"The raises were signed into law last fall and then later, we had to vote on whether to roll them back," said Rep. Jim Reilly (R., Jacksonville), one of the accused. "We had no choice but to vote in favor of the roll back or in favor of the full raise, which was already law. It was a no-win situation and Quinn knew that. Quinn knew he was wrong and was shading the facts but went ahead to tell the people we were hypocrites. He failed to tell them we voted against the entire salary hike when voting against it was a choice."
Following a UPI story that pointed to this discrepancy, Quinn said he telephoned the eight legislators to apologize. But by then, Reilly said, the apology didn't do much good.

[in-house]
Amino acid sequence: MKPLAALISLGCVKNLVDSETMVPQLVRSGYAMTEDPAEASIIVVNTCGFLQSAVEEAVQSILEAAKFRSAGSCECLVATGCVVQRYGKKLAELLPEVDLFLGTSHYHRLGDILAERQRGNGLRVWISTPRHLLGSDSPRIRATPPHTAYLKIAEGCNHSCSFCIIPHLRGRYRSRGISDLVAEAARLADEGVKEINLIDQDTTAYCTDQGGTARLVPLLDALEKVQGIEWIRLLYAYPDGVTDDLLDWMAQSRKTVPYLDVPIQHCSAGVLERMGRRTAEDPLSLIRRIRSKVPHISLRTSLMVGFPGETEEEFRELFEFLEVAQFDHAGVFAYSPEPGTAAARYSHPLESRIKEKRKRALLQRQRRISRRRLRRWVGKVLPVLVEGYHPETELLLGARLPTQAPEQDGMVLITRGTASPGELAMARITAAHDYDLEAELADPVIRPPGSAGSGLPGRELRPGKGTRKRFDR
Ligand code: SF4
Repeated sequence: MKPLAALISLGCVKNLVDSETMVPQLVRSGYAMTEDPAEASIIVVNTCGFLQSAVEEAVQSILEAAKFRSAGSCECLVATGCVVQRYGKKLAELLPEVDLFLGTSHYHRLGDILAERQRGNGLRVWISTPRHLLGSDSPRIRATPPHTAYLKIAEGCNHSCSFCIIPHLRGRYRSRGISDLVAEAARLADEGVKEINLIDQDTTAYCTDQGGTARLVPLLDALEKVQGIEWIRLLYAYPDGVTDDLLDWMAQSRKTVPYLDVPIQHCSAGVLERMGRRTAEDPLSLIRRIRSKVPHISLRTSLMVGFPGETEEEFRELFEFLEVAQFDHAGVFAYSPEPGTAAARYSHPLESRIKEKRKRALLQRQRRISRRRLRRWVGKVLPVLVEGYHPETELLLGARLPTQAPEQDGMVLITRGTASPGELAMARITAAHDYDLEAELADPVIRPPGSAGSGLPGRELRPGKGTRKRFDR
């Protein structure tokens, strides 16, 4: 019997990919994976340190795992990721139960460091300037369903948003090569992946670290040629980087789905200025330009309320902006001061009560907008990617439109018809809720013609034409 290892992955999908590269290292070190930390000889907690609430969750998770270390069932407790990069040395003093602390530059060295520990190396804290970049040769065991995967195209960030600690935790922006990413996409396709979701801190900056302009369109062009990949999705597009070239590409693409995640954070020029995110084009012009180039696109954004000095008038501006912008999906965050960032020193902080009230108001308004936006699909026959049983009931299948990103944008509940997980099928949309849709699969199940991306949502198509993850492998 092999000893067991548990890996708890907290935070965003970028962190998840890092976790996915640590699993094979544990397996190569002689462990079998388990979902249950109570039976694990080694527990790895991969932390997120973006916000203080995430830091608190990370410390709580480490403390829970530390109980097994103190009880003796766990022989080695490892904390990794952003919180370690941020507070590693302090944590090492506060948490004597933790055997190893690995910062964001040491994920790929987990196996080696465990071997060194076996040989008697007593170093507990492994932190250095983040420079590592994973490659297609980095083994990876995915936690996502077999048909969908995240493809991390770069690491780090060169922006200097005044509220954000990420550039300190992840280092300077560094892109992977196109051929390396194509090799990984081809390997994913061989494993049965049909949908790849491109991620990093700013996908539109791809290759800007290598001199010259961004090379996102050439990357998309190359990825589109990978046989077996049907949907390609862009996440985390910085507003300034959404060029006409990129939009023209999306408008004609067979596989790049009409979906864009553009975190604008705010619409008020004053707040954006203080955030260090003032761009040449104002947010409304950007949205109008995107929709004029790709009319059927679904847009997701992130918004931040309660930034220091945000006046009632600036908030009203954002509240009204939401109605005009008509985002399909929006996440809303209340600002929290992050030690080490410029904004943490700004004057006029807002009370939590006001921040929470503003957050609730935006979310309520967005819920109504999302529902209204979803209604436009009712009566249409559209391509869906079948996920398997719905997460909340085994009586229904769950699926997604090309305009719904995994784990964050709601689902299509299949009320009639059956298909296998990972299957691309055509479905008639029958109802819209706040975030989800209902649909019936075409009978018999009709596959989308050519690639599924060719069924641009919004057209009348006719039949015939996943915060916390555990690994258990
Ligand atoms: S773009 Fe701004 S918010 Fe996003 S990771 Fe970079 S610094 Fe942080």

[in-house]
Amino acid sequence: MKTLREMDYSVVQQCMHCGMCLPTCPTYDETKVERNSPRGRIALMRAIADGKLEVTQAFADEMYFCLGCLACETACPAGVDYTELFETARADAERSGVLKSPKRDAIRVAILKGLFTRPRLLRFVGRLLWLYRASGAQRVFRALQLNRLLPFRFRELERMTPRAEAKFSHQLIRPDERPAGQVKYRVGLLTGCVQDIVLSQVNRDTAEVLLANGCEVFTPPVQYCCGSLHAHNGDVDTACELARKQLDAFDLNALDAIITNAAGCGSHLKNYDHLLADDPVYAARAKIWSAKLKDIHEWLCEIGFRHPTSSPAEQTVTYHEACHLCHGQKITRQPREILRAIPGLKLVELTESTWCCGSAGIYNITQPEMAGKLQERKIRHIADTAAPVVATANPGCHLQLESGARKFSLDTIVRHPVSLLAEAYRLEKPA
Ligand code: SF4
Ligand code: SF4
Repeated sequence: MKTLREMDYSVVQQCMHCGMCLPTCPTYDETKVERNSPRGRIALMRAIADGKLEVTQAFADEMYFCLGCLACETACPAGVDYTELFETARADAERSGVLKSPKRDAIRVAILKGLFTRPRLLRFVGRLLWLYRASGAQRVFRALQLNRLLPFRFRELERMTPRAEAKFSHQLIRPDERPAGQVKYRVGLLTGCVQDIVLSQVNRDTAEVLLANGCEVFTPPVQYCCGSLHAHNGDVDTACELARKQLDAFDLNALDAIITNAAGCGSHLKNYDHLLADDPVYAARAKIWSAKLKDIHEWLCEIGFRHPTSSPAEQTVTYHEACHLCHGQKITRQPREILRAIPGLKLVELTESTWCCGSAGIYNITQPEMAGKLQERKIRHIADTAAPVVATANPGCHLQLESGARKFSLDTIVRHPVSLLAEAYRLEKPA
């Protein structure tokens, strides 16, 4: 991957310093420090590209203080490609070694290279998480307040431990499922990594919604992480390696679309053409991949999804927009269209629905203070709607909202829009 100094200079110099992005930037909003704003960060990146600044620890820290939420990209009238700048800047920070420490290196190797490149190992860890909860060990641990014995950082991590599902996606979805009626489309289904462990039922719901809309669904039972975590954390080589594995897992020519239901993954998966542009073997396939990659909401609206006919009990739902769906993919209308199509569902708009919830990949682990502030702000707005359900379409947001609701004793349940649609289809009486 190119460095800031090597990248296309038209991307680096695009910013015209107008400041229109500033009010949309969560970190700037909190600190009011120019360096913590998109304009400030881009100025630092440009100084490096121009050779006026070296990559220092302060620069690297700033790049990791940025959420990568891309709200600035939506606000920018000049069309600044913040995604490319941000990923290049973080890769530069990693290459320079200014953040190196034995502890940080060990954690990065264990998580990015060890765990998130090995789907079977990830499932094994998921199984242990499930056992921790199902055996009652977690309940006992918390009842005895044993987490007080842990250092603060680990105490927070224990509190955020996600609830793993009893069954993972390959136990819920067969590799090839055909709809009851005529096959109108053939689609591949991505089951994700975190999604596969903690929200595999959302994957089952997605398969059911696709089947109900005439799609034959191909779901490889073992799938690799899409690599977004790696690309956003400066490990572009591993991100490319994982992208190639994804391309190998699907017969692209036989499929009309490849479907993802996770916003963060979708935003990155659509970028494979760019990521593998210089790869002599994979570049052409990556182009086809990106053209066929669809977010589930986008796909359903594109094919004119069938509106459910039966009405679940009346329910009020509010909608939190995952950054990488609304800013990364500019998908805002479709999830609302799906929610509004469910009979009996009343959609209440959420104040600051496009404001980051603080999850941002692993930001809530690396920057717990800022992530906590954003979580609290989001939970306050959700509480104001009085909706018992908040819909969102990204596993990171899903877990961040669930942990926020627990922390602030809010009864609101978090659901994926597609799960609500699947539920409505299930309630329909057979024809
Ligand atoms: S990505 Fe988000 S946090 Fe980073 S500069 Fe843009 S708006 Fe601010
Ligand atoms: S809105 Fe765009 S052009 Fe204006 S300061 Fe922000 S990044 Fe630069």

Said Quinn: "Regardless of the court decision on the junket suit, we were successful. The legislators are very defensive now when it comes to talking about the junket. The truth hurt them and I bet they will be less enthusiastic about going to next year's conference. We made our point."
Other projects started by the coalition haven't gotten anywhere as yet, and because they take a three-fifths majority to get anywhere, success is unlikely.
One of those projects is to make Illinois the twenty-second state to allow lawmaking by citizen initiative, that is, allowing a proposal to be put on the statewide ballot (by citizen petition or legislative action) and letting the voters decide whether to adopt it. Quinn amits the chances of passing this are slim, since this proposal cannot get on